Rattlesnake Reservoir is one of four IRWD recycled water reservoirs.

The innovative ways recycled water is utilized in Irvine

by TOM BERG

There are more than 3 million feet of recycled water pipelines running beneath the Irvine Ranch Water District’s service area. If stretched out, the famed “purple pipes” would reach Reno, Nevada … with room to spare.

It’s one of the most intricate and extensive recycled water systems in the world. And it reliably delivers about 27% of IRWD’s supplies every day.

Recycled water does more than just keep Irvine’s parks and medians green and lush. Here are a few of the cool and curious ways it’s used around town:


On the ice

The rinks at Great Park Ice aren’t your average sheets of ice. They serve as training grounds for the Anaheim Ducks and USA Olympic figure skaters. So they have to be top-notch.

The difference is in the water used to make the ice. It’s recycled, and when the facility opened, it was one of only two rinks in Southern California to use the sustainable source.

It can take about 24,000 gallons of water to create the flawless ice needed to train for the Olympics or the Stanley Cup. Great Park Ice has four rinks and uses about 4.3 million gallons of water each year.

Using recycled water to meet its needs helped the facility earn the Leadership in Energy and Environmental Design (LEED) Silver designation – a globally recognized achievement in sustainability.

Great Park Ice

At 323 feet high

Standing 323 feet high, the 200 and 400 Spectrum Towers are the tallest buildings in Orange County. They’re also among the most sustainable, and recycled water is a big reason why.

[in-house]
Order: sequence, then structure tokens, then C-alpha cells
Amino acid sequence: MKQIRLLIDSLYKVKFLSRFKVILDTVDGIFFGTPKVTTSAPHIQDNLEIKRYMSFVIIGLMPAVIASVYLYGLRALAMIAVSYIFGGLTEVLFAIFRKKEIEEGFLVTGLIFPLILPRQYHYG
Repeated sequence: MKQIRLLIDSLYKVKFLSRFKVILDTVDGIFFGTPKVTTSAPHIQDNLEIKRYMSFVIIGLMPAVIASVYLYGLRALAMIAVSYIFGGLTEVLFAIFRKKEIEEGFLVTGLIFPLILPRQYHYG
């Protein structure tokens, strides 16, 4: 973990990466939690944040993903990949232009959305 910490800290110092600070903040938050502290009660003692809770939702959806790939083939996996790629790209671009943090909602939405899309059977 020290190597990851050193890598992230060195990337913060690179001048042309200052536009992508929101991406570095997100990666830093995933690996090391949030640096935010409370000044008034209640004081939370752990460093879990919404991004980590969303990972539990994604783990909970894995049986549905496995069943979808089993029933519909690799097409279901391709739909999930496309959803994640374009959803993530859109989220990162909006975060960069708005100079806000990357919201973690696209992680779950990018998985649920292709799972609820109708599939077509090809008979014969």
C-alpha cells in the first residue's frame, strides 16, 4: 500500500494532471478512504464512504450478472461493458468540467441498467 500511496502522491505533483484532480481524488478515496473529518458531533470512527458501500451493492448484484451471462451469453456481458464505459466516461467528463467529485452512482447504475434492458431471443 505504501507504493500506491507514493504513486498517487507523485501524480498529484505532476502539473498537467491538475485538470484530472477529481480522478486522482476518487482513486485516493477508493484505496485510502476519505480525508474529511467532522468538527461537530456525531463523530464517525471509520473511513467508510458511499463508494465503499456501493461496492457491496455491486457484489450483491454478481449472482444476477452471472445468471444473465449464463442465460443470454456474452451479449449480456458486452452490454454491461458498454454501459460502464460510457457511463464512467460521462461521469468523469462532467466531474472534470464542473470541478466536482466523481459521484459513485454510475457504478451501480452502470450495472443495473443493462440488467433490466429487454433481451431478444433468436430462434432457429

The towers are dual-plumbed – the term used when drinking water is delivered to kitchens and sinks while recycled water is used for cooling the buildings and flushing in restrooms. Outdoor landscaping is also watered with recycled supplies. Using recycled water for these purposes saves millions of gallons of drinking water each year.

The iconic towers are just two of more than 125 buildings that use recycled water in IRWD’s area. That makes it the largest fleet of dual-plumbed commercial buildings in California and perhaps the nation.

Irvine Spectrum Towers

In the classroom

A few years ago, UC Irvine partnered with IRWD to modernize the university’s Central Plant – the heart of the utility infrastructure on campus. Instead of drinking water, recycled water now courses through the facility’s cooling towers, chilling about 65 buildings on campus. The effort saves enough drinking water to fill the pools in the nearby UCI aquatics center about 80 times over.

UC Irvine called it “the most significant conservation accomplishment in UCI’s 50-year collaboration with the IRWD … .”

Recycled water is one of Irvine’s great innovations. And it continues to expand its positive impact on the lives of Irvine’s residents.

UC Irvine Campus